Have a constant need to touch people or textures, even when it’s not socially acceptable Not understand personal space even when kids the same age are old enough to understand it •

Have an extremely high tolerance for pain

Not understand their own strength

Be very fidgety and unable to sit still

Love jumping, bumping and crashing activities •

Enjoy deep pressure like tight bear hugs

Crave fast, spinning and/or intense movement

Love being tossed in the air and jumping on furniture and trampolines.

These behaviours might be confused as troublesome when we don't explore the possibility that what the child needs is an opportunity for movement or activities that will help them to be calm. Helping your child to reflect on how 'their engine' is running, will help them to develop strategies for managing and 'regulating' their responses to sensory input. Too fast (over excited) - The child cannot focus and needs to calm body and mind. Just right (calm) - The child can concentrate and is able to focus on the task. Too slow (sleepy) - The child cannot focus and needs an energy boost for body and mind.

Parent's perspective

It is always valuable to learn from the experience of others. We are very grateful to the families that share their personal stories in order to help us to better understand some of the challenges that our children might face. Should you be willing to share your story (anonymously if you prefer) please don't hesitate to contact us (Jumeirah) or (Arabian Ranches)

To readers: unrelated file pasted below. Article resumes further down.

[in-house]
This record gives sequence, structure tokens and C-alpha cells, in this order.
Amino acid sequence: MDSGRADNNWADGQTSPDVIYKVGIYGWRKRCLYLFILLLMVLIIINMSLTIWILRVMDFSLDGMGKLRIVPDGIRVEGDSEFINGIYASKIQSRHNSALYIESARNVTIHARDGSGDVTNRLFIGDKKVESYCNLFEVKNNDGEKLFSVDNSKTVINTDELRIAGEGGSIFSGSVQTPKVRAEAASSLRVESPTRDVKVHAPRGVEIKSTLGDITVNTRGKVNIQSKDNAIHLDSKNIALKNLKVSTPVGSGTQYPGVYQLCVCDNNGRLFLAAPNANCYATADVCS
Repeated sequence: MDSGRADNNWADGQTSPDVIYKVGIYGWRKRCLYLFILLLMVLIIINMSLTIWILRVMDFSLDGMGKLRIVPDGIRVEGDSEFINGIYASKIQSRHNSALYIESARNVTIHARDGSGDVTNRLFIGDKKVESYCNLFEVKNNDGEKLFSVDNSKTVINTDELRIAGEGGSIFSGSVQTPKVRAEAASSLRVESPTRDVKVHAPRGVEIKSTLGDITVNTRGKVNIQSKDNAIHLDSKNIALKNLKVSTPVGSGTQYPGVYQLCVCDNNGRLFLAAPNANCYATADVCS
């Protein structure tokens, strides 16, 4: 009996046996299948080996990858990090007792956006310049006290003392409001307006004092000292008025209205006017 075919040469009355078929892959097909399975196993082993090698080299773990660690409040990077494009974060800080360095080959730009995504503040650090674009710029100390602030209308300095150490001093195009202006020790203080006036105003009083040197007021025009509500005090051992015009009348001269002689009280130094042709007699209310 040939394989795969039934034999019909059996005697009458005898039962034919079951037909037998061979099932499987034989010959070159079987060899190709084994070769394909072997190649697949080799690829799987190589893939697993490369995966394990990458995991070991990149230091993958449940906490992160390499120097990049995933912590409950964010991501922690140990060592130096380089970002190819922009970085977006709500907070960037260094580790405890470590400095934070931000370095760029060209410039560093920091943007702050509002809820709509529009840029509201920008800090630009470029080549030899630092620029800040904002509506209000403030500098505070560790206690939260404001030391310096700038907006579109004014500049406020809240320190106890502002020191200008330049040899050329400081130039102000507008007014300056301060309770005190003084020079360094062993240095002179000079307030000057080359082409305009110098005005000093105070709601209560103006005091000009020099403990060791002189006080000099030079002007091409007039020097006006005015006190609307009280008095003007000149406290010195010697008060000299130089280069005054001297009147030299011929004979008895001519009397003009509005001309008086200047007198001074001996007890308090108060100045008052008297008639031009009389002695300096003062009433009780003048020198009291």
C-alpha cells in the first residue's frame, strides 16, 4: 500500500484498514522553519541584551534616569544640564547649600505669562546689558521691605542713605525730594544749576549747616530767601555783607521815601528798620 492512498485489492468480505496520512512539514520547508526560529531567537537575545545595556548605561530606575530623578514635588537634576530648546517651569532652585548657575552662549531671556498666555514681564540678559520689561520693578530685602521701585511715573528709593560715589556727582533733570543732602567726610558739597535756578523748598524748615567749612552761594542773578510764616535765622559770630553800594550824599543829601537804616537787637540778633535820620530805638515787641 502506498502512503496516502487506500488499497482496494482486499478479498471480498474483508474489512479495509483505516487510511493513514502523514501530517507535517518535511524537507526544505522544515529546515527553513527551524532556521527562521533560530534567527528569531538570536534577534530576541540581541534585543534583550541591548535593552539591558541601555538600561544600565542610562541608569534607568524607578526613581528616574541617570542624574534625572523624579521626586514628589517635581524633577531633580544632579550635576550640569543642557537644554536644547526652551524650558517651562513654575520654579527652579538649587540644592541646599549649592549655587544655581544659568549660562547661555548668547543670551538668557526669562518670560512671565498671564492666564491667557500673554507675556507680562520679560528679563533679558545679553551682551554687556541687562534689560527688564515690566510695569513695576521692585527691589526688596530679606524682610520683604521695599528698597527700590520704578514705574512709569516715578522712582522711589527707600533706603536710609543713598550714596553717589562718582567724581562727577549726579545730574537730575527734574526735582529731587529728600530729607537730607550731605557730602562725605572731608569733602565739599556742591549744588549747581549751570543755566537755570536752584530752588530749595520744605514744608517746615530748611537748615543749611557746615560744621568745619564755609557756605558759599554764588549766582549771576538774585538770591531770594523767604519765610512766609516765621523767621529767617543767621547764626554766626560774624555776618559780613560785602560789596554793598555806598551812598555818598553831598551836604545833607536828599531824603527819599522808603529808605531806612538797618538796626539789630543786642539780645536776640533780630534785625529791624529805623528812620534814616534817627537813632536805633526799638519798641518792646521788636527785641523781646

A Letter from the Mother of a Sensory Seeker I could write the whole story of our son, but I fear it would be too long. Firstly I’m no expert, but I live with a Sensory Seeker every day and I hope that this may be a little bit helpful from a parental view-point. I am also very happy to talk to any parent about my experiences if they feel it may be of any use. First thing I want to say is that if you have a sensory child or think you may have – congratulations, you have a child that doesn’t fit the ‘regular’ mold – whatever really that is. This viewpoint has taken me quite a while to feel and some days I do still struggle. Your child is more likely though to have the benefit of being a creative thinker, have an entrepreneurial spirit, or have the capacity to do different things. A non-conformist though (for want of a far better phrase), however, needs still to live in the world we live in and it is our job to equip them with the right tools to try and help them to selfregulate to enable them to cope in the education system that we all are in without crushing that charisma, that flair, that creativity, but most of all their confidence. We all want our children to be happy and to be able to cope at school and in society in general. It is really hard to not compare. The second thing I would say is really important - that you have not failed in any way. It is hard not to feel super emotional, confused, frustrated and you may even, like I did for a long while, feel that you have some way failed your child. It is hard when you are living it. I’m sure many parents may have felt that at one time or another. Also, you are not the only one! Give yourself a break and read all you can about the topic but most of all try to relax a bit about it. I’m not saying it’s a walk in the park, but a bit of knowledge to try and see the world from your child’s eyes can go a long way.